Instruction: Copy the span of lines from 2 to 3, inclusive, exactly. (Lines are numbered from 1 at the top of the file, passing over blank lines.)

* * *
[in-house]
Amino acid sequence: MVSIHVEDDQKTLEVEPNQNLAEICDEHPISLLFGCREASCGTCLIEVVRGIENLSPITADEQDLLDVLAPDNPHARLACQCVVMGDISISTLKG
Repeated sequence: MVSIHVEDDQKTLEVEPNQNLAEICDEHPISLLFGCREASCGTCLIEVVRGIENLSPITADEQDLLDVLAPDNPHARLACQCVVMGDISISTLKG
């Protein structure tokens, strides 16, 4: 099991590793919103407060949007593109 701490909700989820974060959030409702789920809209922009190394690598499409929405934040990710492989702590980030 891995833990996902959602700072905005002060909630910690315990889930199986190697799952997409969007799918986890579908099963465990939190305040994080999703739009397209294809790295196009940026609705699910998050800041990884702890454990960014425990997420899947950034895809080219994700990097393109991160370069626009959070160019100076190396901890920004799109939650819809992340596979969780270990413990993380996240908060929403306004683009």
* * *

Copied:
Amino acid sequence: MVSIHVEDDQKTLEVEPNQNLAEICDEHPISLLFGCREASCGTCLIEVVRGIENLSPITADEQDLLDVLAPDNPHARLACQCVVMGDISISTLKG
Repeated sequence: MVSIHVEDDQKTLEVEPNQNLAEICDEHPISLLFGCREASCGTCLIEVVRGIENLSPITADEQDLLDVLAPDNPHARLACQCVVMGDISISTLKG